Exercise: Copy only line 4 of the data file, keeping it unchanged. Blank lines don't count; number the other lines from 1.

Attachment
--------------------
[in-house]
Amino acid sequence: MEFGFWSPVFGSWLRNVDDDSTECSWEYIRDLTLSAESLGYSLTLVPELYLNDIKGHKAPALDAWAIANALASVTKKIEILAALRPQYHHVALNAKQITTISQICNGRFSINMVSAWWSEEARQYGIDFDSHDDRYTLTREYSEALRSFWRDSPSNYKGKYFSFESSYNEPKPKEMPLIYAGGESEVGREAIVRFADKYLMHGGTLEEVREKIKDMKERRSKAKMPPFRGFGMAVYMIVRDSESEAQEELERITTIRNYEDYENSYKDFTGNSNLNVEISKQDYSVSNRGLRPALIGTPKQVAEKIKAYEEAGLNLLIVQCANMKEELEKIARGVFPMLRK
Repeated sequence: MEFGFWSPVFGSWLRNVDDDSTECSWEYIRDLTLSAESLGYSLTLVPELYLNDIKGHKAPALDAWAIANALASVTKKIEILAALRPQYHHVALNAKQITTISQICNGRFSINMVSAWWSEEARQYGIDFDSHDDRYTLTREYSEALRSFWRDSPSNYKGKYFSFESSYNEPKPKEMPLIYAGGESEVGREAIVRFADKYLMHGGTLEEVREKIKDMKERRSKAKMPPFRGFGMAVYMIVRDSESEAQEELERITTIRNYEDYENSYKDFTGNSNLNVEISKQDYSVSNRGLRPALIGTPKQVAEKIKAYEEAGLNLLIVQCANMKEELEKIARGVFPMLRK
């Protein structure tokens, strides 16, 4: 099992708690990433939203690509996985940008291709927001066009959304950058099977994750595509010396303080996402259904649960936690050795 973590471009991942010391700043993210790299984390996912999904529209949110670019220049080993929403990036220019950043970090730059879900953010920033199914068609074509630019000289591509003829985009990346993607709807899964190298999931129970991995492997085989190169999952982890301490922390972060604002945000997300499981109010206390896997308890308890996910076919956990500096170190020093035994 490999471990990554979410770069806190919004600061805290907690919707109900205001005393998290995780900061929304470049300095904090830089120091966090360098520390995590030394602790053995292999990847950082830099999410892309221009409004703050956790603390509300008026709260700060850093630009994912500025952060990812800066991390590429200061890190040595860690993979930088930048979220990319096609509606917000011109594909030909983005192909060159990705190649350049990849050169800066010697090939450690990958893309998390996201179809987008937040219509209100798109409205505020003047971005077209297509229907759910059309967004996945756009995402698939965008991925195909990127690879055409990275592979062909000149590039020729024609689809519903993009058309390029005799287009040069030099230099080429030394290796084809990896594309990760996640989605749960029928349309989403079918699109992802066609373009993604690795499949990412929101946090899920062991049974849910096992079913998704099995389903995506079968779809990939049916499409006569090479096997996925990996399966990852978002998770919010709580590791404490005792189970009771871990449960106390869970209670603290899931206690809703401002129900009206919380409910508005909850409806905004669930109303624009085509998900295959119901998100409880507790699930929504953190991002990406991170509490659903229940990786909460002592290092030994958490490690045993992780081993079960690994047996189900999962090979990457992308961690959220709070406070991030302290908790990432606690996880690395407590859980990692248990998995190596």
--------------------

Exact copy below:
């Protein structure tokens, strides 16, 4: 099992708690990433939203690509996985940008291709927001066009959304950058099977994750595509010396303080996402259904649960936690050795 973590471009991942010391700043993210790299984390996912999904529209949110670019220049080993929403990036220019950043970090730059879900953010920033199914068609074509630019000289591509003829985009990346993607709807899964190298999931129970991995492997085989190169999952982890301490922390972060604002945000997300499981109010206390896997308890308890996910076919956990500096170190020093035994 490999471990990554979410770069806190919004600061805290907690919707109900205001005393998290995780900061929304470049300095904090830089120091966090360098520390995590030394602790053995292999990847950082830099999410892309221009409004703050956790603390509300008026709260700060850093630009994912500025952060990812800066991390590429200061890190040595860690993979930088930048979220990319096609509606917000011109594909030909983005192909060159990705190649350049990849050169800066010697090939450690990958893309998390996201179809987008937040219509209100798109409205505020003047971005077209297509229907759910059309967004996945756009995402698939965008991925195909990127690879055409990275592979062909000149590039020729024609689809519903993009058309390029005799287009040069030099230099080429030394290796084809990896594309990760996640989605749960029928349309989403079918699109992802066609373009993604690795499949990412929101946090899920062991049974849910096992079913998704099995389903995506079968779809990939049916499409006569090479096997996925990996399966990852978002998770919010709580590791404490005792189970009771871990449960106390869970209670603290899931206690809703401002129900009206919380409910508005909850409806905004669930109303624009085509998900295959119901998100409880507790699930929504953190991002990406991170509490659903229940990786909460002592290092030994958490490690045993992780081993079960690994047996189900999962090979990457992308961690959220709070406070991030302290908790990432606690996880690395407590859980990692248990998995190596």